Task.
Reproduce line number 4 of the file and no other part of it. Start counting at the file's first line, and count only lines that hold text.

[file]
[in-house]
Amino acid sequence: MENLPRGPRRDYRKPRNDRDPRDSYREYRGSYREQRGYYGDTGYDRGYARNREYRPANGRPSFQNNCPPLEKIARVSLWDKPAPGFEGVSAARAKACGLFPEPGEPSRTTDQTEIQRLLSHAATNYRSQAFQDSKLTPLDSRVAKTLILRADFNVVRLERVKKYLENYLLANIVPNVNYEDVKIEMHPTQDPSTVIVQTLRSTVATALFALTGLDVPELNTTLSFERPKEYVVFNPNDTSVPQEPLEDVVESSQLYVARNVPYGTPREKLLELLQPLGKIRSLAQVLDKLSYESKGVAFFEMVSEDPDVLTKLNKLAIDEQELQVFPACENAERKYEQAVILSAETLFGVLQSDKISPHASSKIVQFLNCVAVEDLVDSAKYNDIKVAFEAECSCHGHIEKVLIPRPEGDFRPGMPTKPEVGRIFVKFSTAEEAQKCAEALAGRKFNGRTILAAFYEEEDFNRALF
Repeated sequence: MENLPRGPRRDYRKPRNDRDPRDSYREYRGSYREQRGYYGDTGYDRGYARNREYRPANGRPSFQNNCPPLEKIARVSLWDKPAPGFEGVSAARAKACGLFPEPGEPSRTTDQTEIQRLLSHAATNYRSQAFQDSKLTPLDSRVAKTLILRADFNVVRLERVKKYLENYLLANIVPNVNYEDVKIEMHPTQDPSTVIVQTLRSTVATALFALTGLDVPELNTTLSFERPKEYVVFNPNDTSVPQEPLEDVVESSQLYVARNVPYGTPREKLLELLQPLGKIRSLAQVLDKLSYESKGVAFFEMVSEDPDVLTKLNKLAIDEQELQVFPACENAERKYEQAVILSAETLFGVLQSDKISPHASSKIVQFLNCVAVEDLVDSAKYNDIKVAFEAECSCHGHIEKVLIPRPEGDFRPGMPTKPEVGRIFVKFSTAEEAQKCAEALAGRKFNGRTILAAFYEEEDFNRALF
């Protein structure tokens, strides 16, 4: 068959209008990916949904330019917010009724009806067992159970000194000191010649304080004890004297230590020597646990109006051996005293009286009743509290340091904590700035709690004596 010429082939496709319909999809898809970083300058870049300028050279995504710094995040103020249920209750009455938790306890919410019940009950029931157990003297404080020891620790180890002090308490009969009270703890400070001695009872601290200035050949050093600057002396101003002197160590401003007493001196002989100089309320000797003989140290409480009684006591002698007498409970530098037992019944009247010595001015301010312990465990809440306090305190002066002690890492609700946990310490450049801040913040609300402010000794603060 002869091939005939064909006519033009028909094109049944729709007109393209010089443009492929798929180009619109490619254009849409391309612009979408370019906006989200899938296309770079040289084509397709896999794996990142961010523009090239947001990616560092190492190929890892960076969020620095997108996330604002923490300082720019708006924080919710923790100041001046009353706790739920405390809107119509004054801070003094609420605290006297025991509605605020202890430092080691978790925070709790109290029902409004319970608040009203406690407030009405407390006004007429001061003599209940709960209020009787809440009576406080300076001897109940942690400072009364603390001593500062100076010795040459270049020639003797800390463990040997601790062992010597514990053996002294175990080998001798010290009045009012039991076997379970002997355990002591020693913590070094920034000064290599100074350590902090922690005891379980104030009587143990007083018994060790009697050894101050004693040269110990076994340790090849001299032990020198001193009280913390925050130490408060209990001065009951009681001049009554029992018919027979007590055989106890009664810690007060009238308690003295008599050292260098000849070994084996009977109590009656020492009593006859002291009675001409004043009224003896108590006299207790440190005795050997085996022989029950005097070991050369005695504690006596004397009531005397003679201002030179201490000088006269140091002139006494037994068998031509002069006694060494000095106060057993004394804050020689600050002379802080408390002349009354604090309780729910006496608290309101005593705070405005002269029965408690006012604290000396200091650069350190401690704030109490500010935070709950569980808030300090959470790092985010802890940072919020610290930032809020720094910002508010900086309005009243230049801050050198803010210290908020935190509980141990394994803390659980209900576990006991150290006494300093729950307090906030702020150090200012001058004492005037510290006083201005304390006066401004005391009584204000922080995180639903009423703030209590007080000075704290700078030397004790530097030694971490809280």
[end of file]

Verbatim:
């Protein structure tokens, strides 16, 4: 068959209008990916949904330019917010009724009806067992159970000194000191010649304080004890004297230590020597646990109006051996005293009286009743509290340091904590700035709690004596 010429082939496709319909999809898809970083300058870049300028050279995504710094995040103020249920209750009455938790306890919410019940009950029931157990003297404080020891620790180890002090308490009969009270703890400070001695009872601290200035050949050093600057002396101003002197160590401003007493001196002989100089309320000797003989140290409480009684006591002698007498409970530098037992019944009247010595001015301010312990465990809440306090305190002066002690890492609700946990310490450049801040913040609300402010000794603060 002869091939005939064909006519033009028909094109049944729709007109393209010089443009492929798929180009619109490619254009849409391309612009979408370019906006989200899938296309770079040289084509397709896999794996990142961010523009090239947001990616560092190492190929890892960076969020620095997108996330604002923490300082720019708006924080919710923790100041001046009353706790739920405390809107119509004054801070003094609420605290006297025991509605605020202890430092080691978790925070709790109290029902409004319970608040009203406690407030009405407390006004007429001061003599209940709960209020009787809440009576406080300076001897109940942690400072009364603390001593500062100076010795040459270049020639003797800390463990040997601790062992010597514990053996002294175990080998001798010290009045009012039991076997379970002997355990002591020693913590070094920034000064290599100074350590902090922690005891379980104030009587143990007083018994060790009697050894101050004693040269110990076994340790090849001299032990020198001193009280913390925050130490408060209990001065009951009681001049009554029992018919027979007590055989106890009664810690007060009238308690003295008599050292260098000849070994084996009977109590009656020492009593006859002291009675001409004043009224003896108590006299207790440190005795050997085996022989029950005097070991050369005695504690006596004397009531005397003679201002030179201490000088006269140091002139006494037994068998031509002069006694060494000095106060057993004394804050020689600050002379802080408390002349009354604090309780729910006496608290309101005593705070405005002269029965408690006012604290000396200091650069350190401690704030109490500010935070709950569980808030300090959470790092985010802890940072919020610290930032809020720094910002508010900086309005009243230049801050050198803010210290908020935190509980141990394994803390659980209900576990006991150290006494300093729950307090906030702020150090200012001058004492005037510290006083201005304390006066401004005391009584204000922080995180639903009423703030209590007080000075704290700078030397004790530097030694971490809280």